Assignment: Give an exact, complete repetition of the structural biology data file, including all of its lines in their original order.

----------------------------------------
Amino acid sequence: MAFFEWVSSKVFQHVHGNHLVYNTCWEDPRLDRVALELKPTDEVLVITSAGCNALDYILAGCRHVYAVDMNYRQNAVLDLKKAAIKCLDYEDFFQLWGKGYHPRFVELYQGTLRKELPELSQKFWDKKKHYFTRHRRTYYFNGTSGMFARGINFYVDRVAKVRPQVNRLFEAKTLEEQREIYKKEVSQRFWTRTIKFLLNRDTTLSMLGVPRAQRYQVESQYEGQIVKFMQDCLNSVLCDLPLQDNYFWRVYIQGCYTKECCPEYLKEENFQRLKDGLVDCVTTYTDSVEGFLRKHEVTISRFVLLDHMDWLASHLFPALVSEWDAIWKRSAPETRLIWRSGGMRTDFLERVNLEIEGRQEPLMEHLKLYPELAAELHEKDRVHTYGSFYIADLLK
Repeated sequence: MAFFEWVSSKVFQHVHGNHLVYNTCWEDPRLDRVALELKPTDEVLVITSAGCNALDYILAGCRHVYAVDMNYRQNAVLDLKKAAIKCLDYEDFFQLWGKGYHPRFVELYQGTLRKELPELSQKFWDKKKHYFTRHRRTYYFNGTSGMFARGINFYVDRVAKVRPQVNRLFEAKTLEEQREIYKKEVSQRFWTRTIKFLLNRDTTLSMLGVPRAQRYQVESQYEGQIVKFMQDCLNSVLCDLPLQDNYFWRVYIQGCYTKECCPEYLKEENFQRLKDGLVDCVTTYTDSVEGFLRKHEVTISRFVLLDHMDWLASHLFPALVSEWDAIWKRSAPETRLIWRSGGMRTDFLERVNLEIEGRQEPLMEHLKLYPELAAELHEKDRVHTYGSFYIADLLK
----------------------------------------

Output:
Amino acid sequence: MAFFEWVSSKVFQHVHGNHLVYNTCWEDPRLDRVALELKPTDEVLVITSAGCNALDYILAGCRHVYAVDMNYRQNAVLDLKKAAIKCLDYEDFFQLWGKGYHPRFVELYQGTLRKELPELSQKFWDKKKHYFTRHRRTYYFNGTSGMFARGINFYVDRVAKVRPQVNRLFEAKTLEEQREIYKKEVSQRFWTRTIKFLLNRDTTLSMLGVPRAQRYQVESQYEGQIVKFMQDCLNSVLCDLPLQDNYFWRVYIQGCYTKECCPEYLKEENFQRLKDGLVDCVTTYTDSVEGFLRKHEVTISRFVLLDHMDWLASHLFPALVSEWDAIWKRSAPETRLIWRSGGMRTDFLERVNLEIEGRQEPLMEHLKLYPELAAELHEKDRVHTYGSFYIADLLK
Repeated sequence: MAFFEWVSSKVFQHVHGNHLVYNTCWEDPRLDRVALELKPTDEVLVITSAGCNALDYILAGCRHVYAVDMNYRQNAVLDLKKAAIKCLDYEDFFQLWGKGYHPRFVELYQGTLRKELPELSQKFWDKKKHYFTRHRRTYYFNGTSGMFARGINFYVDRVAKVRPQVNRLFEAKTLEEQREIYKKEVSQRFWTRTIKFLLNRDTTLSMLGVPRAQRYQVESQYEGQIVKFMQDCLNSVLCDLPLQDNYFWRVYIQGCYTKECCPEYLKEENFQRLKDGLVDCVTTYTDSVEGFLRKHEVTISRFVLLDHMDWLASHLFPALVSEWDAIWKRSAPETRLIWRSGGMRTDFLERVNLEIEGRQEPLMEHLKLYPELAAELHEKDRVHTYGSFYIADLLK